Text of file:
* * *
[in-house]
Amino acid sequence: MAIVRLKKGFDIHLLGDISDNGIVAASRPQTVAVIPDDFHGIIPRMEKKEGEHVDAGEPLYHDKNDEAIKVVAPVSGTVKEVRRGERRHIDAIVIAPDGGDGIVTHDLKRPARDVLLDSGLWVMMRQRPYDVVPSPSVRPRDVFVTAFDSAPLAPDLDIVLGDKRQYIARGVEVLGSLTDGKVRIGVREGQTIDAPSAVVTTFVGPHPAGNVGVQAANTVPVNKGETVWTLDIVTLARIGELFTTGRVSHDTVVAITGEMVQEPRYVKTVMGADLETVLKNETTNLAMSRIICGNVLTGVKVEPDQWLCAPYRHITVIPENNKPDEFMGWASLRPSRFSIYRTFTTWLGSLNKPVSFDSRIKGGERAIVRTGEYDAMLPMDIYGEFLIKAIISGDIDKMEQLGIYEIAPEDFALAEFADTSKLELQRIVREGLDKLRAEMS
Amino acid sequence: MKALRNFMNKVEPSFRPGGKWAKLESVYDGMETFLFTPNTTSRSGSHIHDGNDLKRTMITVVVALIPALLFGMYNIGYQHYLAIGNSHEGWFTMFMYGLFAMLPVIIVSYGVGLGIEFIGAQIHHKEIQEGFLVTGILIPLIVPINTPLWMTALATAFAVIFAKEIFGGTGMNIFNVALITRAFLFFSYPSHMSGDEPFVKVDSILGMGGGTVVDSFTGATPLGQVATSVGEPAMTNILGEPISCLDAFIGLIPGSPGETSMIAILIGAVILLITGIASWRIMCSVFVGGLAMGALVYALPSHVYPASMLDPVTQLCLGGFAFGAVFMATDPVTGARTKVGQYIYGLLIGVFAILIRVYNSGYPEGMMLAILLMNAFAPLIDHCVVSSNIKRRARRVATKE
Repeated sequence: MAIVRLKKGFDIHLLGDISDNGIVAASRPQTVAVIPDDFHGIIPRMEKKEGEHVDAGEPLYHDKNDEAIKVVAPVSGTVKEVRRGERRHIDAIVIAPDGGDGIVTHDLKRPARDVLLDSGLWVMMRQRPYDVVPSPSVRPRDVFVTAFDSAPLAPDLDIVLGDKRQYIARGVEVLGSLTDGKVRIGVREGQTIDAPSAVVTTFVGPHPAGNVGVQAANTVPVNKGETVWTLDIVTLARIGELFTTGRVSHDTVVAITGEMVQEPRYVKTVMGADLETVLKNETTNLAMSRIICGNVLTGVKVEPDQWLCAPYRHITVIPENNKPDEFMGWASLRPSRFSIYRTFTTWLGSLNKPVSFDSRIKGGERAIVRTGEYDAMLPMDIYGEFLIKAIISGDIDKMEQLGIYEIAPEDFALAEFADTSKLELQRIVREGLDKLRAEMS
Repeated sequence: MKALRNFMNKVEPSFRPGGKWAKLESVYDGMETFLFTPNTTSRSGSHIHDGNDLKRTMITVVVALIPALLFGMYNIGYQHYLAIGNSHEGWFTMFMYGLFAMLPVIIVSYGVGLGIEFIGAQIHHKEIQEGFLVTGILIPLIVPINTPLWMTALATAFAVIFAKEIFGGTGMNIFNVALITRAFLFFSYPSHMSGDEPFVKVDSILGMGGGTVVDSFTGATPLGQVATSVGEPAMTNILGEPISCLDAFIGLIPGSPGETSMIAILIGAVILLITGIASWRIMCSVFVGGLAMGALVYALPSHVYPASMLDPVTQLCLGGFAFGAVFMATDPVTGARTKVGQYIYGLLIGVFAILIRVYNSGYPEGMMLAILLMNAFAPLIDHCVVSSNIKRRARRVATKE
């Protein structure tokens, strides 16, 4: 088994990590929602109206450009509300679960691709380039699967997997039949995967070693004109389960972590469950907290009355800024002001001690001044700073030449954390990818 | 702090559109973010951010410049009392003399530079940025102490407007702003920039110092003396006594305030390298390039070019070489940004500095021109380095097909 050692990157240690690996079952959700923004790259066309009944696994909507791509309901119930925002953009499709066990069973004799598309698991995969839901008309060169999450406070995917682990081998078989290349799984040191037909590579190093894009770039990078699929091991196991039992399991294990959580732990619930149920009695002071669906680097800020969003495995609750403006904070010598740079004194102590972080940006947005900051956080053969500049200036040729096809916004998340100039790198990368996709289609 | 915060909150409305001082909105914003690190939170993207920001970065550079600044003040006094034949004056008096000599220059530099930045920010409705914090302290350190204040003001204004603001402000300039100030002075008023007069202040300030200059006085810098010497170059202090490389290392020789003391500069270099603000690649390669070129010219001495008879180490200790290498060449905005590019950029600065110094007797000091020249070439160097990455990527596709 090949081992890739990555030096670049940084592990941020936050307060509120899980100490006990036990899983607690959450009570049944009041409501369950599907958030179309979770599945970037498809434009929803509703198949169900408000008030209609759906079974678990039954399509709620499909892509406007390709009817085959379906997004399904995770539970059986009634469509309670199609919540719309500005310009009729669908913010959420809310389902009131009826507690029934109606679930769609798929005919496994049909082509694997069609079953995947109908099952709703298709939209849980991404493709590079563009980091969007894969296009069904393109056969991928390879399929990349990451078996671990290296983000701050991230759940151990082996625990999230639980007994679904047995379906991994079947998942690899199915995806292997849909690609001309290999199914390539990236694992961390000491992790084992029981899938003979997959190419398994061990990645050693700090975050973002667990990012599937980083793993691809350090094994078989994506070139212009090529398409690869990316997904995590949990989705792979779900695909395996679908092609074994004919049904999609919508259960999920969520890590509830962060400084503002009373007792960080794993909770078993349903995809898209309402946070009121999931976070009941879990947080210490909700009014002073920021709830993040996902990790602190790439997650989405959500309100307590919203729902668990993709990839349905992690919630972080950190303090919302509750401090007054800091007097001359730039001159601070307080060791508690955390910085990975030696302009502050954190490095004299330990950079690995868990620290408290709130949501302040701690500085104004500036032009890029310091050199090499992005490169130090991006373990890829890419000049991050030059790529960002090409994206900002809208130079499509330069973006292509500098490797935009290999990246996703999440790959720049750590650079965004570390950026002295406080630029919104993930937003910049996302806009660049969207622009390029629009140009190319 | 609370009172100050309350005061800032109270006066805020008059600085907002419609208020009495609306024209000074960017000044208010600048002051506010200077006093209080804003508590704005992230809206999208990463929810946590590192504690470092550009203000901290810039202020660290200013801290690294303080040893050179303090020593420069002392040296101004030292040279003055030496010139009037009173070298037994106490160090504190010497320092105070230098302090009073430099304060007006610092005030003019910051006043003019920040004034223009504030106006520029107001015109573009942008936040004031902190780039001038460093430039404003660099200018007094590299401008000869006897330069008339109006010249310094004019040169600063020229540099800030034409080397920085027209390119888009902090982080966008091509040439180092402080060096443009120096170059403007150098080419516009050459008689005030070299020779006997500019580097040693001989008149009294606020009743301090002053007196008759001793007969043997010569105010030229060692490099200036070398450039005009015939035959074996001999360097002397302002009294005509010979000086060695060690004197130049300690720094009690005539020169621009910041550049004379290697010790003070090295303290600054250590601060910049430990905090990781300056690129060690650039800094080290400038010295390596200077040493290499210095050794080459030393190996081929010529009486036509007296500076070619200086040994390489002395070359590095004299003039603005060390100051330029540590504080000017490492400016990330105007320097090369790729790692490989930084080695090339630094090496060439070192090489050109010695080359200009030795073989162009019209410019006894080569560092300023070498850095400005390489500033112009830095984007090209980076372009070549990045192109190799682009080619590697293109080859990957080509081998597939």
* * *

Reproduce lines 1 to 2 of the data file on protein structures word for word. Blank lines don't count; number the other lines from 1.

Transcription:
[in-house]
Amino acid sequence: MAIVRLKKGFDIHLLGDISDNGIVAASRPQTVAVIPDDFHGIIPRMEKKEGEHVDAGEPLYHDKNDEAIKVVAPVSGTVKEVRRGERRHIDAIVIAPDGGDGIVTHDLKRPARDVLLDSGLWVMMRQRPYDVVPSPSVRPRDVFVTAFDSAPLAPDLDIVLGDKRQYIARGVEVLGSLTDGKVRIGVREGQTIDAPSAVVTTFVGPHPAGNVGVQAANTVPVNKGETVWTLDIVTLARIGELFTTGRVSHDTVVAITGEMVQEPRYVKTVMGADLETVLKNETTNLAMSRIICGNVLTGVKVEPDQWLCAPYRHITVIPENNKPDEFMGWASLRPSRFSIYRTFTTWLGSLNKPVSFDSRIKGGERAIVRTGEYDAMLPMDIYGEFLIKAIISGDIDKMEQLGIYEIAPEDFALAEFADTSKLELQRIVREGLDKLRAEMS